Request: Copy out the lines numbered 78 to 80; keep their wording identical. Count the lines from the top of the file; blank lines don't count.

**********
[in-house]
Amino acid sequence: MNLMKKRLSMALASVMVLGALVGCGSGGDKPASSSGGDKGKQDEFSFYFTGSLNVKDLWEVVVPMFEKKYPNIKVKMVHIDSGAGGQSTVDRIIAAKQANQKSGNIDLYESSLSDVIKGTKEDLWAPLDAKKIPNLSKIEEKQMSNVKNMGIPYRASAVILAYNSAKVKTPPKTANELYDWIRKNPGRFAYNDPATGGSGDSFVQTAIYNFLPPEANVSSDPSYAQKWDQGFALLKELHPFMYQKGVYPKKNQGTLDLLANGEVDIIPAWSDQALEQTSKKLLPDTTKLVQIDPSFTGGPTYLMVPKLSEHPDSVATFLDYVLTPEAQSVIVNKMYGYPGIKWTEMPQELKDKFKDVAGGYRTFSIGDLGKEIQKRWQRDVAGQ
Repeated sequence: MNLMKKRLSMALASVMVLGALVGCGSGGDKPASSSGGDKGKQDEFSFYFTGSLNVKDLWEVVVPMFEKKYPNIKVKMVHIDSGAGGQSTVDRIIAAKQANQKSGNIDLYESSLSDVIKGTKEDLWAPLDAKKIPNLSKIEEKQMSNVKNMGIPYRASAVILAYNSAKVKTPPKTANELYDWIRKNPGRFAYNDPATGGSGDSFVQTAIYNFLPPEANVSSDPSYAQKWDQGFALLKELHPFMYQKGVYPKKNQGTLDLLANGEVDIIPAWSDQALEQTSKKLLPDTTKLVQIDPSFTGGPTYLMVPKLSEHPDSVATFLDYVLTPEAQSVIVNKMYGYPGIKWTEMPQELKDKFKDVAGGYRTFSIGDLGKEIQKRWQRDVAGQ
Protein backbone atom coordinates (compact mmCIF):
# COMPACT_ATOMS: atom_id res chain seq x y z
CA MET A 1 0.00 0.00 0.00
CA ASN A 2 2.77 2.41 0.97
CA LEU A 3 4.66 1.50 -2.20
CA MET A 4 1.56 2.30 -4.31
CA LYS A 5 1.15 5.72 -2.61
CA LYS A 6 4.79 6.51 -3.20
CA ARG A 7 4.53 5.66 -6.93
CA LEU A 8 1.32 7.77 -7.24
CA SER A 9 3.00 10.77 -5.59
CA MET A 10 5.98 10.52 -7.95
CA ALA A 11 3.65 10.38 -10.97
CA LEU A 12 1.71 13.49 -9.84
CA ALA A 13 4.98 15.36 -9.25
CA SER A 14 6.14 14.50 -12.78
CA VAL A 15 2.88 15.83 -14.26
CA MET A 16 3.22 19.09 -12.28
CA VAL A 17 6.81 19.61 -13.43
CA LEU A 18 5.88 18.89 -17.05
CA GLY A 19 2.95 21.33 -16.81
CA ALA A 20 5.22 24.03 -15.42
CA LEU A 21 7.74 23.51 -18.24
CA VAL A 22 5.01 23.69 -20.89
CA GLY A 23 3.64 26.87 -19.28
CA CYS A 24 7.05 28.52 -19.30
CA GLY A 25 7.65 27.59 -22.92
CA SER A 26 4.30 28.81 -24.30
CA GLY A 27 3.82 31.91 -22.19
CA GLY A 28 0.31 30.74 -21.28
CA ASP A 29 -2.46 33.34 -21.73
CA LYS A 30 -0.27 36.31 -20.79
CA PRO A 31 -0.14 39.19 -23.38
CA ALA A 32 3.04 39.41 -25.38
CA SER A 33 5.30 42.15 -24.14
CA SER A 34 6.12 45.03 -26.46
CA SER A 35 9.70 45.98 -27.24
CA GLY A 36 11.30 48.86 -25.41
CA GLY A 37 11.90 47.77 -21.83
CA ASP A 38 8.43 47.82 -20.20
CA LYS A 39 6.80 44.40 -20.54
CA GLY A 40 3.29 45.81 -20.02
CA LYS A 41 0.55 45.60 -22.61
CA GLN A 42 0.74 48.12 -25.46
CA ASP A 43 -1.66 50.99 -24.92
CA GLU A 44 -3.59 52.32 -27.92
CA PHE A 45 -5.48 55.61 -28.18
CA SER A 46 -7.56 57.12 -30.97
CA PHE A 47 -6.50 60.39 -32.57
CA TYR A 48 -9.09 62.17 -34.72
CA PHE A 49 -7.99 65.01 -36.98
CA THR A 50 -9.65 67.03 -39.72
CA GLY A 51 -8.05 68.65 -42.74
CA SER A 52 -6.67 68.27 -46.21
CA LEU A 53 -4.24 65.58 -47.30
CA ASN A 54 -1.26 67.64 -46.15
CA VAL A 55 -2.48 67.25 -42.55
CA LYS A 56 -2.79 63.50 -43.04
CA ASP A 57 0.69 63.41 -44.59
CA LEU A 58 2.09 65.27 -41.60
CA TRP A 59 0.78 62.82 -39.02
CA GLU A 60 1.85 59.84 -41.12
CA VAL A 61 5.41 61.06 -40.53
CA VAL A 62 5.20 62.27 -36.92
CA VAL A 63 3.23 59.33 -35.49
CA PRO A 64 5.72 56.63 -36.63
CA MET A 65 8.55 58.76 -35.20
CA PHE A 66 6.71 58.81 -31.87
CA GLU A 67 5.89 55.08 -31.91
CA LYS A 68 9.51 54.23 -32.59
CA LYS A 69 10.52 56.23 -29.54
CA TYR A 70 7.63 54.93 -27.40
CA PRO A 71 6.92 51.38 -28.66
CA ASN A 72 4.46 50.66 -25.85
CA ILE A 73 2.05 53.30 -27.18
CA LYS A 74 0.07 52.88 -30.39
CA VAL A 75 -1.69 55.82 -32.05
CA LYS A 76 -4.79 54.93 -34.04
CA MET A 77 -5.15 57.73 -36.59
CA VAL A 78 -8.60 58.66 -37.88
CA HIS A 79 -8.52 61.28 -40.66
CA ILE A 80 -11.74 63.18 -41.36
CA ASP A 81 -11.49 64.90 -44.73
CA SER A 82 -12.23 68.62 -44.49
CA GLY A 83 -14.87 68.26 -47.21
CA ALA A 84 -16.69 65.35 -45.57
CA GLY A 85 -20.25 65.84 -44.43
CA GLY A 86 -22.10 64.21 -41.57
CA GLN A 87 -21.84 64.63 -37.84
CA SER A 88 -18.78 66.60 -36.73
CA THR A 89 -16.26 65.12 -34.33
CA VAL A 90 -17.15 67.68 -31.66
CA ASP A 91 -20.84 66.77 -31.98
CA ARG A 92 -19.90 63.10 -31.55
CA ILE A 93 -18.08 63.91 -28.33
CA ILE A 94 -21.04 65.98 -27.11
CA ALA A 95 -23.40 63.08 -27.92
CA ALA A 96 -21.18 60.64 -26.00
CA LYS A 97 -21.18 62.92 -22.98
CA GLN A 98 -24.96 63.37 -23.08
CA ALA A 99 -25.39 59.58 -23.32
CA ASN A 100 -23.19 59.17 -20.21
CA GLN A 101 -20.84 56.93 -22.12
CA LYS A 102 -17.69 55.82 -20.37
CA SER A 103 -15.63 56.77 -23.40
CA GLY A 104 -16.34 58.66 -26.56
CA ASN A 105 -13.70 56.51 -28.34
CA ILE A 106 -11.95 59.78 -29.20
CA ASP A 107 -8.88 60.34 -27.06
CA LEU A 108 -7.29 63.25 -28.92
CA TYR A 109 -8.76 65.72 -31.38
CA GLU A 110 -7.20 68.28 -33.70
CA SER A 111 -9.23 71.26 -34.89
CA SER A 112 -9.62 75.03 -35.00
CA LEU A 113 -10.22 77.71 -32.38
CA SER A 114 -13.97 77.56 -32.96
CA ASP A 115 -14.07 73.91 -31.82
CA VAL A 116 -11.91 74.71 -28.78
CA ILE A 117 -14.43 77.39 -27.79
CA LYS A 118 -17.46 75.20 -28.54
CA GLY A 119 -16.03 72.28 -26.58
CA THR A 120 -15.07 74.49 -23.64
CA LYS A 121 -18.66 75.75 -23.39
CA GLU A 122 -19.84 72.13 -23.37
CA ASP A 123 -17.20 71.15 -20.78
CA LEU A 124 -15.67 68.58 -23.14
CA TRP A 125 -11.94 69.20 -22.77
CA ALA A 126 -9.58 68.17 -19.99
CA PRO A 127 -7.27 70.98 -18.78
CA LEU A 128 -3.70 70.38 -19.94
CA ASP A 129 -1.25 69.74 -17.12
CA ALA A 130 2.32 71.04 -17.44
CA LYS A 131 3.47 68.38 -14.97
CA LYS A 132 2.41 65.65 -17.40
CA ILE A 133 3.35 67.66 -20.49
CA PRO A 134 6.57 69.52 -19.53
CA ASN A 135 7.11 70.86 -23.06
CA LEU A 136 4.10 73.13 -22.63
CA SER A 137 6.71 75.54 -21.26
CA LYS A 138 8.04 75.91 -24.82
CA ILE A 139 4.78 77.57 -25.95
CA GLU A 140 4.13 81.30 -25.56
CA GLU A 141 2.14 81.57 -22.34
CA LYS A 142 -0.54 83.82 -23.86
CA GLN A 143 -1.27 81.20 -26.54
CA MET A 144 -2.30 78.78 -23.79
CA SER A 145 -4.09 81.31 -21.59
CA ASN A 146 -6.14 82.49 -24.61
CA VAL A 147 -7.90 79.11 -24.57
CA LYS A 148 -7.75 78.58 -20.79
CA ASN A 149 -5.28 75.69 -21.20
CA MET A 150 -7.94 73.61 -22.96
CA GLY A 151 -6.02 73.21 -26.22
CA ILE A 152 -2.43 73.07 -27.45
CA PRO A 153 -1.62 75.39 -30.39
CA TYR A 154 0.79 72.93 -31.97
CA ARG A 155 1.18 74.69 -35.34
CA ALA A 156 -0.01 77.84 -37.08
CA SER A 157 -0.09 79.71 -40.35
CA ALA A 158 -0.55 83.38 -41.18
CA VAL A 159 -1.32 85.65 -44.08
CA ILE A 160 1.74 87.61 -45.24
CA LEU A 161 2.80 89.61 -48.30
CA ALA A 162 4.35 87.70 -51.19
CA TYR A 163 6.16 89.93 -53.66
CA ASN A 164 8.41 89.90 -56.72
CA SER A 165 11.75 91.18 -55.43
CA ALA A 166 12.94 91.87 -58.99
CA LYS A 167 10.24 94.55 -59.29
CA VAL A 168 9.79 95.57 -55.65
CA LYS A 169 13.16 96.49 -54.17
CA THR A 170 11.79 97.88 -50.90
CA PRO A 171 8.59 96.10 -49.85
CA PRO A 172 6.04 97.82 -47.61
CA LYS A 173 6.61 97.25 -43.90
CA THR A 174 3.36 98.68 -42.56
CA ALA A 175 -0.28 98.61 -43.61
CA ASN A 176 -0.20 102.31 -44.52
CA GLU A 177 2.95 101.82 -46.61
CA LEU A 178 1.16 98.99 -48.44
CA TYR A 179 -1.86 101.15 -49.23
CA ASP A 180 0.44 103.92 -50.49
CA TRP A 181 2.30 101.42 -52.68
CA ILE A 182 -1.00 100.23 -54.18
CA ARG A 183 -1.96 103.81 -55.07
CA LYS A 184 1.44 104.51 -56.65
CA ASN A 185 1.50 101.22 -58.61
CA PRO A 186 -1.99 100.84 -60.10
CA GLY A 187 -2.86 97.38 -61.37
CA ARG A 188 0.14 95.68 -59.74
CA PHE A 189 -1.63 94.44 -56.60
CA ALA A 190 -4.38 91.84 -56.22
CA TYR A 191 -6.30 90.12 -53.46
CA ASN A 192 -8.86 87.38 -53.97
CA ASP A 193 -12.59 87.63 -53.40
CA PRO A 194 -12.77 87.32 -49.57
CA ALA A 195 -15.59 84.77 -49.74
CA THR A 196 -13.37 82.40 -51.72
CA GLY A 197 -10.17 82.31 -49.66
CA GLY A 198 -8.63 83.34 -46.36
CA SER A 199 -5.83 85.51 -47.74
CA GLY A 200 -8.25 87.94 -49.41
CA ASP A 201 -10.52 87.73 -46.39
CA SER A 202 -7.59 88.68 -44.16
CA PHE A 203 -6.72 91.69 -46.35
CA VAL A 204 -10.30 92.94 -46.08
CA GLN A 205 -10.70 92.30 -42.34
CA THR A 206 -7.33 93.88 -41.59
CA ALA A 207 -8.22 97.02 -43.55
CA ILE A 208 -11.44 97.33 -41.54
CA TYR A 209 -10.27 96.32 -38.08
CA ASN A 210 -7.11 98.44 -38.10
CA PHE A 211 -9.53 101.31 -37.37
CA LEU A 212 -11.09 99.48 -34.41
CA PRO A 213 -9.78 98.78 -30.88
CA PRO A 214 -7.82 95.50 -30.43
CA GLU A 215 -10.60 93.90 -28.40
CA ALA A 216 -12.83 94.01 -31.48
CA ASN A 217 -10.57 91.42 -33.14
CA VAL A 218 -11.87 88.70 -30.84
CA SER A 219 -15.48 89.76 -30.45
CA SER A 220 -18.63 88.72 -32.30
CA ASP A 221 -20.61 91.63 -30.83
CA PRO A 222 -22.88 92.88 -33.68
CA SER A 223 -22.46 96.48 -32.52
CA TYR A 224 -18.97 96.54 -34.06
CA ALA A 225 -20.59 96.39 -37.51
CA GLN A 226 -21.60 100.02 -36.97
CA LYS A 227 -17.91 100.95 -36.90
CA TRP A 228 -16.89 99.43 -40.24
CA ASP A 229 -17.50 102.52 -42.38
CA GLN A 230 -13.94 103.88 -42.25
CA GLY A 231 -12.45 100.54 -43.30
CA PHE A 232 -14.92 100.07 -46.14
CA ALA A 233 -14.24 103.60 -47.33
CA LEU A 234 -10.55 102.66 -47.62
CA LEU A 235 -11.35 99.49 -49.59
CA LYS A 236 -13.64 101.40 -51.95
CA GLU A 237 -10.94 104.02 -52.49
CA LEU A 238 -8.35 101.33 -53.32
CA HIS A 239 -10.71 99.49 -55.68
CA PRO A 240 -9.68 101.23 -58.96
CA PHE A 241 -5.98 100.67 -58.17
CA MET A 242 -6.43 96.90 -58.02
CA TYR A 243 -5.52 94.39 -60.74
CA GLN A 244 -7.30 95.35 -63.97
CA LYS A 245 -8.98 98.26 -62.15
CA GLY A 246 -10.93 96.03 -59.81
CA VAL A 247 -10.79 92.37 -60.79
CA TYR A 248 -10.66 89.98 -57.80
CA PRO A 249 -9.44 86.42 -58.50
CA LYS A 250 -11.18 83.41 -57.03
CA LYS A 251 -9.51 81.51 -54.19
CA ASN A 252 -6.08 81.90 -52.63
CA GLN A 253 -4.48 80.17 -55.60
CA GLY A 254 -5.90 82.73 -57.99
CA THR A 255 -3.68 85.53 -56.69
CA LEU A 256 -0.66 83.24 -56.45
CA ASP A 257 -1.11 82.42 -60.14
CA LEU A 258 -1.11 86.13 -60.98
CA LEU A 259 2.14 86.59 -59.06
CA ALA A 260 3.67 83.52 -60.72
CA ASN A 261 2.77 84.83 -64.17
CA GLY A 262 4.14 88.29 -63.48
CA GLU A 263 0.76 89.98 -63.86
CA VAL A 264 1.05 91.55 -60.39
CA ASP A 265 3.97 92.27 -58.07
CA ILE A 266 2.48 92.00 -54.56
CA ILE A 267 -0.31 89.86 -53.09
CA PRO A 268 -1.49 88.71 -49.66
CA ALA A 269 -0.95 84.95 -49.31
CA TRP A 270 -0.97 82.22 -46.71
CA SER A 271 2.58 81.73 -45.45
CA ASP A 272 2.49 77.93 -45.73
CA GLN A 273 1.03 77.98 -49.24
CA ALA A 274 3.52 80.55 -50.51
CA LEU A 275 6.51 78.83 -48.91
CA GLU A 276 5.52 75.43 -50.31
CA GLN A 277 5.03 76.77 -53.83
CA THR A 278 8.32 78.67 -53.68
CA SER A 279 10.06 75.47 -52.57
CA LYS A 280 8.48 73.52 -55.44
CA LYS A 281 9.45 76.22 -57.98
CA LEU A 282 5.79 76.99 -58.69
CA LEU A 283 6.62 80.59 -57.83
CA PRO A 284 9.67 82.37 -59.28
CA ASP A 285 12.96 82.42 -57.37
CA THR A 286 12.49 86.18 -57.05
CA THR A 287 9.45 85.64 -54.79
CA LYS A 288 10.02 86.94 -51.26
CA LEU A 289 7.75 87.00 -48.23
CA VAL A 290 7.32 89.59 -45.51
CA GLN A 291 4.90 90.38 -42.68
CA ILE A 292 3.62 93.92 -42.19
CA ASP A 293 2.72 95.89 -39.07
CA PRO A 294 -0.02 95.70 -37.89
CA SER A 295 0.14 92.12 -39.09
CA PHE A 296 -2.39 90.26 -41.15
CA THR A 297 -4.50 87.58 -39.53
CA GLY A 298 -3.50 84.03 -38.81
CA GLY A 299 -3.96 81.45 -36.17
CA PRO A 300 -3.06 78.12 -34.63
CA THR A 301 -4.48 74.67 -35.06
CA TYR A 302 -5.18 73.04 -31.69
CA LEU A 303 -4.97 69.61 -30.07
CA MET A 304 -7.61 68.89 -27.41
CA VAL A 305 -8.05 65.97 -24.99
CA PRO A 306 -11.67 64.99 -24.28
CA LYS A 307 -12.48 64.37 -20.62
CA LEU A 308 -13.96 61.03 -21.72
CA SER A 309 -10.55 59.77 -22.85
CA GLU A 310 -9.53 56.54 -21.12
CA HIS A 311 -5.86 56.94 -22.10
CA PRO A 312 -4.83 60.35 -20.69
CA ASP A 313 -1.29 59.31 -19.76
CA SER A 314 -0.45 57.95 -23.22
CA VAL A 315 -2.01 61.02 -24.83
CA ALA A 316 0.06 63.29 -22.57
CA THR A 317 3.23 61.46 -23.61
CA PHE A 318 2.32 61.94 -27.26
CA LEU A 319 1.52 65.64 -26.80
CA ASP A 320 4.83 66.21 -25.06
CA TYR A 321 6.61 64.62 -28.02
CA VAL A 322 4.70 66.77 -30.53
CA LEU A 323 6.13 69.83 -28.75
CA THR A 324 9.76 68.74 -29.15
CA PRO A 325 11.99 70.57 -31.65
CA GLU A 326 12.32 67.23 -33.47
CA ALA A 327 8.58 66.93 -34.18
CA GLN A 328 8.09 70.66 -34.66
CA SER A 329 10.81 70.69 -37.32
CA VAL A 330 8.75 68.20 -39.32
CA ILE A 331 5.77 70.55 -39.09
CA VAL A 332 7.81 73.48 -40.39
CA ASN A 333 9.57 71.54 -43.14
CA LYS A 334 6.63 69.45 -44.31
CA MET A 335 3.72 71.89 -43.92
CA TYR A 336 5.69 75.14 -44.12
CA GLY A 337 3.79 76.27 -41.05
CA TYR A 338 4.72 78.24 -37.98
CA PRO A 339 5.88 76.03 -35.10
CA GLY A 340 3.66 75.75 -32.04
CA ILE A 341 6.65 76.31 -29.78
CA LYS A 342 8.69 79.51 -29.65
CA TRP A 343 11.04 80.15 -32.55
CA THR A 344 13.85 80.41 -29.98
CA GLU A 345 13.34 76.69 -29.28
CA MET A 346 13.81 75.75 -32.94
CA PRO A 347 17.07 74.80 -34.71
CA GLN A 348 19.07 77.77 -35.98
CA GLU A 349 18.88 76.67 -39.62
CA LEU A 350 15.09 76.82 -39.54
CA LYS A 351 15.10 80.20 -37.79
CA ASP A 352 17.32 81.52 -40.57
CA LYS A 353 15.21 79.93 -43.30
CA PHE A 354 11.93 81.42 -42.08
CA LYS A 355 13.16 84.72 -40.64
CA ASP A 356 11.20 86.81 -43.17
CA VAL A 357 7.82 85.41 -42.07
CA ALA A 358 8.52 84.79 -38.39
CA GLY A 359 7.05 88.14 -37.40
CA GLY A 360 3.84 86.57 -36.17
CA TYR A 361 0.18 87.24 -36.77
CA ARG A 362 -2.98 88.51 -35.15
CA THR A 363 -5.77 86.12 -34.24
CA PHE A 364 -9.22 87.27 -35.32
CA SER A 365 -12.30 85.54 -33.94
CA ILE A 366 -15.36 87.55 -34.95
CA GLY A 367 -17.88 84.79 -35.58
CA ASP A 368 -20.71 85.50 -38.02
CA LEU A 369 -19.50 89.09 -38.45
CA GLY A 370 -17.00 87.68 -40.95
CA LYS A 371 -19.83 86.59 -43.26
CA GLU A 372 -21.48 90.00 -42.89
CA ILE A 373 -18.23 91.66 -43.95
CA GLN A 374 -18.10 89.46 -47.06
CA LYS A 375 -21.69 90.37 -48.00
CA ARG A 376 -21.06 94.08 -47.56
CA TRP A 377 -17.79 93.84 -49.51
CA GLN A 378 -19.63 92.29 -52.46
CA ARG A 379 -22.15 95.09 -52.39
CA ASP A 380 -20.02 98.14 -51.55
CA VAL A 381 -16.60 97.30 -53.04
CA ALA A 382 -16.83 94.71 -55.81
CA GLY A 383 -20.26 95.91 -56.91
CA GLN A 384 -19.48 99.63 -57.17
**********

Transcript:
CA ILE A 73 2.05 53.30 -27.18
CA LYS A 74 0.07 52.88 -30.39
CA VAL A 75 -1.69 55.82 -32.05